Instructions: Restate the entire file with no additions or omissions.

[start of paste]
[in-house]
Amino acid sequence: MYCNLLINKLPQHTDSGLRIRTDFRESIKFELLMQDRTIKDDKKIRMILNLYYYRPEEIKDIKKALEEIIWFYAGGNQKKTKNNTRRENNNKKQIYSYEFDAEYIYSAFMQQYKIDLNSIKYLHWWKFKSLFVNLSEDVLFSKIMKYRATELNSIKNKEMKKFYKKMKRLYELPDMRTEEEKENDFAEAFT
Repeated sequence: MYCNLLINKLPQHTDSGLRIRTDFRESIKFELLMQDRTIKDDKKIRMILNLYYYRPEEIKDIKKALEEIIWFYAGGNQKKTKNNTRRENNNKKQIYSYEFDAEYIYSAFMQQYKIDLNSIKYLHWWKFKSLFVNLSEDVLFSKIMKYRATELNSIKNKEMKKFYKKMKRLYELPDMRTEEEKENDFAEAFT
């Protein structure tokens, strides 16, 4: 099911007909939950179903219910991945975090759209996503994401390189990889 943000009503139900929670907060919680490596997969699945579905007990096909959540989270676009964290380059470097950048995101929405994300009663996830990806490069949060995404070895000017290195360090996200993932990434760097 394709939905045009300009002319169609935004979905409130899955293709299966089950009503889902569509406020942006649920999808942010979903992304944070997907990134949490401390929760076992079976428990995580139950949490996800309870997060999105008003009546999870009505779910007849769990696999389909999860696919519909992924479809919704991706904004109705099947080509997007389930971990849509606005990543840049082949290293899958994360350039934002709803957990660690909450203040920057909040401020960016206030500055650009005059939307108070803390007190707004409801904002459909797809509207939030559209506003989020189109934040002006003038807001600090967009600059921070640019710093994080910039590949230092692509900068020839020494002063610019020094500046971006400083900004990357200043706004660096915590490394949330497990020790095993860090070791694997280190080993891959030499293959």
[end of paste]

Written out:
[in-house]
Amino acid sequence: MYCNLLINKLPQHTDSGLRIRTDFRESIKFELLMQDRTIKDDKKIRMILNLYYYRPEEIKDIKKALEEIIWFYAGGNQKKTKNNTRRENNNKKQIYSYEFDAEYIYSAFMQQYKIDLNSIKYLHWWKFKSLFVNLSEDVLFSKIMKYRATELNSIKNKEMKKFYKKMKRLYELPDMRTEEEKENDFAEAFT
Repeated sequence: MYCNLLINKLPQHTDSGLRIRTDFRESIKFELLMQDRTIKDDKKIRMILNLYYYRPEEIKDIKKALEEIIWFYAGGNQKKTKNNTRRENNNKKQIYSYEFDAEYIYSAFMQQYKIDLNSIKYLHWWKFKSLFVNLSEDVLFSKIMKYRATELNSIKNKEMKKFYKKMKRLYELPDMRTEEEKENDFAEAFT
């Protein structure tokens, strides 16, 4: 099911007909939950179903219910991945975090759209996503994401390189990889 943000009503139900929670907060919680490596997969699945579905007990096909959540989270676009964290380059470097950048995101929405994300009663996830990806490069949060995404070895000017290195360090996200993932990434760097 394709939905045009300009002319169609935004979905409130899955293709299966089950009503889902569509406020942006649920999808942010979903992304944070997907990134949490401390929760076992079976428990995580139950949490996800309870997060999105008003009546999870009505779910007849769990696999389909999860696919519909992924479809919704991706904004109705099947080509997007389930971990849509606005990543840049082949290293899958994360350039934002709803957990660690909450203040920057909040401020960016206030500055650009005059939307108070803390007190707004409801904002459909797809509207939030559209506003989020189109934040002006003038807001600090967009600059921070640019710093994080910039590949230092692509900068020839020494002063610019020094500046971006400083900004990357200043706004660096915590490394949330497990020790095993860090070791694997280190080993891959030499293959």